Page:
The following email message was written by Carmen Varley, wife of John Varley, Nathan’s Chief of Party for the USAID-funded Competitiveness Project in Sri Lanka. The Varleys, who live in Colombo, opened their home to tsunami survivors who had been visiting Sri Lanka.
January 11, 2005; 12 pm
On December 28th I met Richard Brassard and his companion, Pong, at the American Embassy in Colombo; they had flown by military helicopter from Arugam Bay on the east coast, where they had been vacationing with Richard’s 8-year old son, Cairo; they survived, but the boy did not. Their friend Bandu found his body after searching for two days along the coast and was bringing him to Colombo in a military truck. Before I could bring Richard and Pong to our apartment, we had to go to the morgue to identify Cairo.
They were with us a week and a day. Pong had cuts and bruises on her feet and legs and could hardly walk. She had ridden out the wave in a coconut tree. Bandu joined us on Wednesday in our apartment, staying until Richard and Pong flew home to Phuket and providing invaluable support and communication throughout a long week of bureaucratic haggling.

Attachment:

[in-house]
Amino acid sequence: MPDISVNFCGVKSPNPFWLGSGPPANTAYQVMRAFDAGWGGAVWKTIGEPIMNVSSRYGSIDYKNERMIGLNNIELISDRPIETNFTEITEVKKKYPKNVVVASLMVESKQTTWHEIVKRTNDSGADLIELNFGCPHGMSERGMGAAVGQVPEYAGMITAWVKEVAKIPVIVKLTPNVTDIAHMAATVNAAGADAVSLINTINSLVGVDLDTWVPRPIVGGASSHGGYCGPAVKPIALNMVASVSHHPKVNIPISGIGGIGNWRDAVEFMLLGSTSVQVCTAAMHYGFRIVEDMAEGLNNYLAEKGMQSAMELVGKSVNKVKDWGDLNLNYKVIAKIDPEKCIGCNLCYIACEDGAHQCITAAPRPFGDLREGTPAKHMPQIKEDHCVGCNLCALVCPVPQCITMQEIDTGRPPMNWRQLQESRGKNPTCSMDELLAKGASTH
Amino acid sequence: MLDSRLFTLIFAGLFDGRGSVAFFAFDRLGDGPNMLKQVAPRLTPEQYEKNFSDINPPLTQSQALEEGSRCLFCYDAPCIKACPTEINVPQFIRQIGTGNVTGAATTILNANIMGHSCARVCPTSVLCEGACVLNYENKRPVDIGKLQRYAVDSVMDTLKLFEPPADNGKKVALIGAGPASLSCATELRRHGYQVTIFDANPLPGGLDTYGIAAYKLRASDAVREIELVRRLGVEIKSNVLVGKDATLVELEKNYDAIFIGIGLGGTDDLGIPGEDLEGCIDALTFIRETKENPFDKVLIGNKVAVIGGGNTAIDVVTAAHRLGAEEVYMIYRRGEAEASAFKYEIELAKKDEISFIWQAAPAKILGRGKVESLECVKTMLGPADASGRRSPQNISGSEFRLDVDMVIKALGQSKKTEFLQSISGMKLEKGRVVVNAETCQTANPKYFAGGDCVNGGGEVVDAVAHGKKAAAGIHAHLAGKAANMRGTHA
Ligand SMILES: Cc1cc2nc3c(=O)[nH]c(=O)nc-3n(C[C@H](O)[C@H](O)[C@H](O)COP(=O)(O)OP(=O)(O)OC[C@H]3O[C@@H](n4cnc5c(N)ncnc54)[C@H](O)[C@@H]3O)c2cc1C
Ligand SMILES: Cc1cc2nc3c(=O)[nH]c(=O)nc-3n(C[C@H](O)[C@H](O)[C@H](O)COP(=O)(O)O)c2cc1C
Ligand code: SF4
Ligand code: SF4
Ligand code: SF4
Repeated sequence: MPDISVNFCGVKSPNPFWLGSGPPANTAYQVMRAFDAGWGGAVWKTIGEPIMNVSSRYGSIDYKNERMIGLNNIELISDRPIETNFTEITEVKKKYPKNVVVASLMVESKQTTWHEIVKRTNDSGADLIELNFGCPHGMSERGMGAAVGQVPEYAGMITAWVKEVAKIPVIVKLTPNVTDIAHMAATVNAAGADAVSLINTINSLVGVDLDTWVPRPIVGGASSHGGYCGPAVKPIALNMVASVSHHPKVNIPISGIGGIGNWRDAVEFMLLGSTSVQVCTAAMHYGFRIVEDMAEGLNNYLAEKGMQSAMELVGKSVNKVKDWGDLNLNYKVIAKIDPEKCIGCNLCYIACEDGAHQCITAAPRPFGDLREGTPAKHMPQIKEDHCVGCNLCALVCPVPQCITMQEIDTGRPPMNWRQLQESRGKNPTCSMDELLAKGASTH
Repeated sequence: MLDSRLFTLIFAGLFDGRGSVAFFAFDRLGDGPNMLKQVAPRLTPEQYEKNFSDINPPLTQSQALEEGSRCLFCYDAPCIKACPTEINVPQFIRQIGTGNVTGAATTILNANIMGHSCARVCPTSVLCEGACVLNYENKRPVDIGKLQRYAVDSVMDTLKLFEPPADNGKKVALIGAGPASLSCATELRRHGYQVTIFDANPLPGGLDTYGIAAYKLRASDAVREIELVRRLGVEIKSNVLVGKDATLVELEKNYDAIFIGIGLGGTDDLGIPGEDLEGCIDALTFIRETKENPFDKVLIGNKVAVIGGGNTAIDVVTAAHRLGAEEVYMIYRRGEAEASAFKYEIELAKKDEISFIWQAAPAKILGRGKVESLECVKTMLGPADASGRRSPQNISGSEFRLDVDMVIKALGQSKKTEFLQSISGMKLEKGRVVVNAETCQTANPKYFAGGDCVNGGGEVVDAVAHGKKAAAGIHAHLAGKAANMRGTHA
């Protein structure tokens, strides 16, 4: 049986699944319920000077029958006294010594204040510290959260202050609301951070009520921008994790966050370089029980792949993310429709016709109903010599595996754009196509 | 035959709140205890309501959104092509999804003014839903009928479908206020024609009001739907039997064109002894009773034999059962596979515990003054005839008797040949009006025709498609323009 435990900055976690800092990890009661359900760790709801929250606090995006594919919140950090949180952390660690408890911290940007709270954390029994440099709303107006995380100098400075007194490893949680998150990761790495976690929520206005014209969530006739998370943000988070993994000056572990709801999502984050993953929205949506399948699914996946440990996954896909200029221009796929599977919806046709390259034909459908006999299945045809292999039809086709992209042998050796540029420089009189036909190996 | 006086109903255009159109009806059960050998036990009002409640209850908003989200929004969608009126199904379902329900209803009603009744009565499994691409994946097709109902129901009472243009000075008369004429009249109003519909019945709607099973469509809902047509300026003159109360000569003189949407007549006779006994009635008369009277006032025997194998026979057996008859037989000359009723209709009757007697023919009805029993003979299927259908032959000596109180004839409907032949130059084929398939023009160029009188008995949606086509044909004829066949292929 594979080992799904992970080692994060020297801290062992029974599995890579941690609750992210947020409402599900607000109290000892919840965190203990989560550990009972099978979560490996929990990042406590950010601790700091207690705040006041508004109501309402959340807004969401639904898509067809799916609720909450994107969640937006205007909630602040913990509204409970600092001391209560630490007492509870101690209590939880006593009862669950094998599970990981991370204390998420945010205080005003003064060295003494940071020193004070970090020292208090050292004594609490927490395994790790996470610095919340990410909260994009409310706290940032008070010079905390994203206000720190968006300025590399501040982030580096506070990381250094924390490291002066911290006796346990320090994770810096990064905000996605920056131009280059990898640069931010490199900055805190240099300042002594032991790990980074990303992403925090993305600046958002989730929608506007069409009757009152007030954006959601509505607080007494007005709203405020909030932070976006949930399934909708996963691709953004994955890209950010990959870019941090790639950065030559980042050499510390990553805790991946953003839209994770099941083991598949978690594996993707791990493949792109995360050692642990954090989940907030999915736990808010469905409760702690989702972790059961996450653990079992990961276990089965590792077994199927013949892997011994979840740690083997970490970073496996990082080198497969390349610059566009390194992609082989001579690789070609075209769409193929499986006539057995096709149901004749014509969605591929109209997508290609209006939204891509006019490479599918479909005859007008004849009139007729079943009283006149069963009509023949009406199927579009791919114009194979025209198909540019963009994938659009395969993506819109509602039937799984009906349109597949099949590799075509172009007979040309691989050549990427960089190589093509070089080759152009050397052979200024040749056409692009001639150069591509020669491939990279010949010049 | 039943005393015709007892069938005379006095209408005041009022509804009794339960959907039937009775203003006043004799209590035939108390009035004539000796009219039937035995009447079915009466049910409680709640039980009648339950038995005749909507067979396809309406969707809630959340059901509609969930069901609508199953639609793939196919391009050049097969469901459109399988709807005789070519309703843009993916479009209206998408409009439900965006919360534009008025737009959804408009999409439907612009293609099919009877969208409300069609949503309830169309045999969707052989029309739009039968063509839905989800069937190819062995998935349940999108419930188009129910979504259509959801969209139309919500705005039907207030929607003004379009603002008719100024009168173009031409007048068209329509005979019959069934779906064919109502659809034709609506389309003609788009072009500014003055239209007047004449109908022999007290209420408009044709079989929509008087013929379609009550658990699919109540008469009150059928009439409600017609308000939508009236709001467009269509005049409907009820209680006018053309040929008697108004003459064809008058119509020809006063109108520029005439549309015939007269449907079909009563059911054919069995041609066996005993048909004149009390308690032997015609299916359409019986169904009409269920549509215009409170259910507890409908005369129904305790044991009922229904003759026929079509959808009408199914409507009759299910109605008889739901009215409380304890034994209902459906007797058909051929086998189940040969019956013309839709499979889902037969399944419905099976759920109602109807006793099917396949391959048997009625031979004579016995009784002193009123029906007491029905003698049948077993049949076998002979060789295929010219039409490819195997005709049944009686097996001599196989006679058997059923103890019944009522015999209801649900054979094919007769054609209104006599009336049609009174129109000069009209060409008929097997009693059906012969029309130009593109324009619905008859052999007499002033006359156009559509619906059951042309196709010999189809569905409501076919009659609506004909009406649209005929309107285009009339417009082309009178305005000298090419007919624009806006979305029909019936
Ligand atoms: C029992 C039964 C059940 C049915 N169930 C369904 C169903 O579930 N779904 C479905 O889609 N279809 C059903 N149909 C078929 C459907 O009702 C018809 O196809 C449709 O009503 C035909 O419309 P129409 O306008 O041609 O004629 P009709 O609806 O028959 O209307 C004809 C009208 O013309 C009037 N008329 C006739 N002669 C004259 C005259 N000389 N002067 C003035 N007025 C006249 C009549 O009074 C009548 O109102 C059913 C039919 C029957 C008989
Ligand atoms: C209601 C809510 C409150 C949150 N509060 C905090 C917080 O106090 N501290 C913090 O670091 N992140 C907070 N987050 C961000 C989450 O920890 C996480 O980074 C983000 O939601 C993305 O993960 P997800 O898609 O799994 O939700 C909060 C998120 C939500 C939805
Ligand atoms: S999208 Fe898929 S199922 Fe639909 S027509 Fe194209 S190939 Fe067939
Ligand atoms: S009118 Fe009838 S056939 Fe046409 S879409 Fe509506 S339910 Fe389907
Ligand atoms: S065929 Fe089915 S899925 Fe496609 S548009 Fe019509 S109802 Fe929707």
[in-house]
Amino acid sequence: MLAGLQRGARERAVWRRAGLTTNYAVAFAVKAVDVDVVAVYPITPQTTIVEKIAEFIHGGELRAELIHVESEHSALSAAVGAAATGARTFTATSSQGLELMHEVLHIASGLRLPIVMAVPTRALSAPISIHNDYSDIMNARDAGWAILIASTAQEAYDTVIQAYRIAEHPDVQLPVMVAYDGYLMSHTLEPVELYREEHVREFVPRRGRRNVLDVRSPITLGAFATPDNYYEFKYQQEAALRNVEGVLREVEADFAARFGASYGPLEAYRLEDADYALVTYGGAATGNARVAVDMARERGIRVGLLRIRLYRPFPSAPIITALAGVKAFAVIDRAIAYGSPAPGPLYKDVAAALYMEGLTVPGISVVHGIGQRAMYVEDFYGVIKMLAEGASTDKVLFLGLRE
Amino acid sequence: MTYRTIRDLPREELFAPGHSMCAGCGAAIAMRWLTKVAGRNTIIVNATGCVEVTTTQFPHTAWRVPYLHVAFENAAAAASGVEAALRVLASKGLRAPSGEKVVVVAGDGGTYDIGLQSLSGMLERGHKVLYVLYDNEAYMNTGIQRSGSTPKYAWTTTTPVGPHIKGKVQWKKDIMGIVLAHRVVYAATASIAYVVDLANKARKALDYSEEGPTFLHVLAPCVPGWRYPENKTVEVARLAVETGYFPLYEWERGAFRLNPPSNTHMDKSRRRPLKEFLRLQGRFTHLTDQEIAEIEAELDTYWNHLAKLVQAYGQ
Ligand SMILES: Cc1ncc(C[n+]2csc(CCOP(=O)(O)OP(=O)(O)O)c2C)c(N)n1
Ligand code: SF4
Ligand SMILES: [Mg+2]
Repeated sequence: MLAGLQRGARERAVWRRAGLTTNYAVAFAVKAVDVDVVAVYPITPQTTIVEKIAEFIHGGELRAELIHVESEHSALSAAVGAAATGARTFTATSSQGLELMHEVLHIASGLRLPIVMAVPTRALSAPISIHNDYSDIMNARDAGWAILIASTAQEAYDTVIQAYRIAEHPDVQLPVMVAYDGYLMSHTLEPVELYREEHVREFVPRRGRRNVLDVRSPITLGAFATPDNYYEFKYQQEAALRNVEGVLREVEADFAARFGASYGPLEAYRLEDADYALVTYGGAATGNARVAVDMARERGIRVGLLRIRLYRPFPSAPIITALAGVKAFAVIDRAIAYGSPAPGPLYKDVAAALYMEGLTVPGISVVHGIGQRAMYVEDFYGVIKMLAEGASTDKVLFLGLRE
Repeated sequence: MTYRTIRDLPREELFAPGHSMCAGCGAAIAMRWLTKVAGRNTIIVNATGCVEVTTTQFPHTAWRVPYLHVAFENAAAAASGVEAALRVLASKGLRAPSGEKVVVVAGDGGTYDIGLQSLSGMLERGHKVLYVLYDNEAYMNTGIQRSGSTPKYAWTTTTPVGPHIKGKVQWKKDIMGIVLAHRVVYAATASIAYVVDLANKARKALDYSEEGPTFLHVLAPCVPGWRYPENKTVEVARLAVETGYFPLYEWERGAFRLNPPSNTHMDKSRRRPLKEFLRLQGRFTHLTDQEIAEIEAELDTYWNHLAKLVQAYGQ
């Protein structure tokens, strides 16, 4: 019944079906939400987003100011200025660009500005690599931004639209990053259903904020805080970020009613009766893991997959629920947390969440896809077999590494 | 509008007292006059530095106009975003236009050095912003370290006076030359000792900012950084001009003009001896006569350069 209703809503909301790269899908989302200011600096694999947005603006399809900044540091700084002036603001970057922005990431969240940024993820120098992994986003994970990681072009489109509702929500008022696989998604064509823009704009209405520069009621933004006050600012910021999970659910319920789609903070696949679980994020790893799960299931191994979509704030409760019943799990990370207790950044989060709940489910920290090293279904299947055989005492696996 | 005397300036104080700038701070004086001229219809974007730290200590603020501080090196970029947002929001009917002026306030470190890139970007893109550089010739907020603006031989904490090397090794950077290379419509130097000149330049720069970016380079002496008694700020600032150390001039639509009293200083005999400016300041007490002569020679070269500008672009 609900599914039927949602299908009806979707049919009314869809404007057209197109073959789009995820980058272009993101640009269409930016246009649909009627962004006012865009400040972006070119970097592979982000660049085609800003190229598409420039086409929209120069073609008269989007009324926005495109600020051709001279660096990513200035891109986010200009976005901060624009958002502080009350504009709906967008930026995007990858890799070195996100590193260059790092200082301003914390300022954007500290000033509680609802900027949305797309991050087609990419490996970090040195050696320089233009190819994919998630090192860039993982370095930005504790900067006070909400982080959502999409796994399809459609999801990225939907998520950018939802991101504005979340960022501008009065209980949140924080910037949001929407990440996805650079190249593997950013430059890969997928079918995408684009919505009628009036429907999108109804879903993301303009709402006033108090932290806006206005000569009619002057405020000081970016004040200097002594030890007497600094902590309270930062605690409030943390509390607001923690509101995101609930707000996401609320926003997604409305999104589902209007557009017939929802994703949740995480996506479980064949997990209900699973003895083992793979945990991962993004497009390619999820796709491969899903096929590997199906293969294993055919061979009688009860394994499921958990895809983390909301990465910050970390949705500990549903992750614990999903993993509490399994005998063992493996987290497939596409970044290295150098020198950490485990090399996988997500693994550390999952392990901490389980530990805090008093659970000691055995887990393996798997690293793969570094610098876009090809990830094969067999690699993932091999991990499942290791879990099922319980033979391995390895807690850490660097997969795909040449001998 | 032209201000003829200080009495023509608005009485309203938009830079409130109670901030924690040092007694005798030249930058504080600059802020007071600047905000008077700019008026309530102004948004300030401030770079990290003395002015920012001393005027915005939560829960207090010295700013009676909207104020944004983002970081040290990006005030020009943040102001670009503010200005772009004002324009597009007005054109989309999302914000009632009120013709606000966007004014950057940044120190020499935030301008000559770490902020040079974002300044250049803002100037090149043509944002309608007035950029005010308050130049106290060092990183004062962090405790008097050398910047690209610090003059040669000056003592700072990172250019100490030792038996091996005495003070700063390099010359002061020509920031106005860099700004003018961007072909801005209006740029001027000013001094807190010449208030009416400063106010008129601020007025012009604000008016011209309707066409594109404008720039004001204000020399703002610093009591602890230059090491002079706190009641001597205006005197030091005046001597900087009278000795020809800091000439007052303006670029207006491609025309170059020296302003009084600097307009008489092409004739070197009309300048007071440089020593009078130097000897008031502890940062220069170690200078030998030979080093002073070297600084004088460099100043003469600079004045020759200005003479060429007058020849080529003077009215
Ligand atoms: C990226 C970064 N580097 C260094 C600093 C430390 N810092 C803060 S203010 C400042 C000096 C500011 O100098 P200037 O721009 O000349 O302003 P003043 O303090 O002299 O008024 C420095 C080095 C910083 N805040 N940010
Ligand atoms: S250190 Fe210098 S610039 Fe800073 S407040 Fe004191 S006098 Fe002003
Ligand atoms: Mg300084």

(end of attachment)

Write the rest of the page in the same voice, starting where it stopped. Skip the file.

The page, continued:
By Friday, New Year’s Eve, Richard decided to hold his son’s funeral service in Colombo. The funeral home had performed 85 funerals since Monday; the names of the deceased were listed on white boards so they could be erased and replaced with new names. Before the funeral John returned from work after handling a donation from his office to a local charity. His driver, a devout Buddhist, drove us to the funeral home. John never uses his project vehicle or driver for personal reasons, but this was different. It was a beautiful Buddhist service with the six of us honoring the short life of Cairo.
After much dickering with the airlines, Richard and Pong arranged to return to Phuket by way of a flight to Bangkok on Wednesday. We had our last meal together, and he and Pong packed their new backpacks with their new clothes. They left for the airport at 11 pm for a 3 am flight. Yesterday they sent us an email; they arrived safely in Phuket; Bandu returned to his village north of Colombo. We know it will be a long time before they can return to anything resembling normal life; we did what we could to help them through a difficult time.
John is working on a short-term proposal for managing loans to tsunami victims. Tomorrow, I will visit my friend Janaki Gallippatti, who was the vice principal of the school I worked in 2003. She and her family are helping a school in Galle that lost everything. The school year normally begins on Monday, but they are delaying until January 24.